I work on the fifth floor of Centre Block, a few flights from where shots were fired this morning. These marble hallways echo whispers from across the building on normal days, and listening to the shouts that followed the first shots was like opening your door into a wind turbine.
"Where are they going to park the cars? You're not going to park them in the middle of an avalanche zone."
It happens too often. My wife and I make friends in our community -- many of them, like us, raising small children -- and then we find out they are moving, leaving Vancouver, because they can no longer afford the high cost of living here.
You may not realize it, but you're drowning in debt. In fact, we all are.
The Woodfibre LNG issue in Squamish holds vast importance for the broader community, the province, the country, even the world at large. It's that big.
Hear me out.
Just because we're in New York, doesn't mean we don't miss the hell out of Vancouver sometimes.
Here are Grandma J's tips for living to 101
With twists and turns galore, as well as an unvarnished glimpse of Canada's brutal prison system, McEwen's book is a compelling must-read for anyone who still believes justice should be blind, and that it is better that 10 guilty men go free than to have one innocent man suffer.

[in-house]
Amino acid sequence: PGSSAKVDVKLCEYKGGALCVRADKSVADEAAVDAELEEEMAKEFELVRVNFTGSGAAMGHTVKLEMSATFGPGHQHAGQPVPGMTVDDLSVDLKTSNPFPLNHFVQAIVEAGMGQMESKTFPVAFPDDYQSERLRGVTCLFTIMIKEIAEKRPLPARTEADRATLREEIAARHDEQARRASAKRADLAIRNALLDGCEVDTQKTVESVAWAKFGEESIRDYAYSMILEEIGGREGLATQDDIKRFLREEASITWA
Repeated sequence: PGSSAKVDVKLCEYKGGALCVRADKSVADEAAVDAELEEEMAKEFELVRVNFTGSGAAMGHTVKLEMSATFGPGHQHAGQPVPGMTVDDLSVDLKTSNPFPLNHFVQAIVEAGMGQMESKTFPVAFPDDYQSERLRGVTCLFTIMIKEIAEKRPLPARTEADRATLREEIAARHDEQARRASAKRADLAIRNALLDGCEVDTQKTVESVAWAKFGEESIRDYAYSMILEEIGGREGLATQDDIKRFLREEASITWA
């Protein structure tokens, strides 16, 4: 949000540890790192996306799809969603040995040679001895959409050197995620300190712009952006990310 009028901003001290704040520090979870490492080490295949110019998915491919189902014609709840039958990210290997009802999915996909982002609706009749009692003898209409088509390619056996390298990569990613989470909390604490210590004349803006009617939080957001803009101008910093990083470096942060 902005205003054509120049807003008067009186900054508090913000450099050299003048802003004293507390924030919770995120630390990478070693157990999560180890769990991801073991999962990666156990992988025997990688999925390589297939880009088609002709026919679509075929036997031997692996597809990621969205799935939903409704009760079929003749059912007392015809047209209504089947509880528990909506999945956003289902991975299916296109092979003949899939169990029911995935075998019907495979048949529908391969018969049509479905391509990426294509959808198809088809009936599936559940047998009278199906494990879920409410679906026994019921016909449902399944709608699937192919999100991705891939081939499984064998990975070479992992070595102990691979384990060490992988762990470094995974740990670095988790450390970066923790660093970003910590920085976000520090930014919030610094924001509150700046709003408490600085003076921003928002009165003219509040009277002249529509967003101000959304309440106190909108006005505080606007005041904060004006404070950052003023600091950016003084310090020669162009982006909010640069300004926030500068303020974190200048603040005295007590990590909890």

Since I was a little, I knew what I wanted to be: a journalist. My career aspirations helped define my personality and helped shape my world view. It influenced where I went to school, what I majored in, and who I hung out with -- until suddenly, one day, those aspirations changed.
The concept of a soulmate, the perfect partner who complements you on every level and completes all of your missing pieces, may be destroying your love life.
The B.C. Jobs Blueprint has a few worthy goals that, if achieved, will go a long way toward addressing both societal injustices and economic needs: a dramatic increase in young people entering the trades, training opportunities for aboriginal students, and support for education and training for people with disabilities. But where the plan falls apart is that it focuses on an industry that not only spews vast amounts of chemicals into our waterways but also speeds up global warming, the driver of climate change.
My frequent use of "Chinese" as an ethnic or cultural descriptor has variously resulted in accusations that I am anti-Chinese, pro-Chinese, anti-Canadian, or even anti-Hongkonger. So why mention when someone is (ahem) Chinese to any extent, ethnically, culturally, or by birth?
The play itself is interesting enough, and the characters strong enough, to sustain our interest for more than two hours. It premiered in 1954 with Geraldine Page as Lizzie and received a Broadway revival in 1999 with Woody Harrelson as Starbuck. As an exercise for young actors, this production probably works well. As a coherent piece of drama, not so much.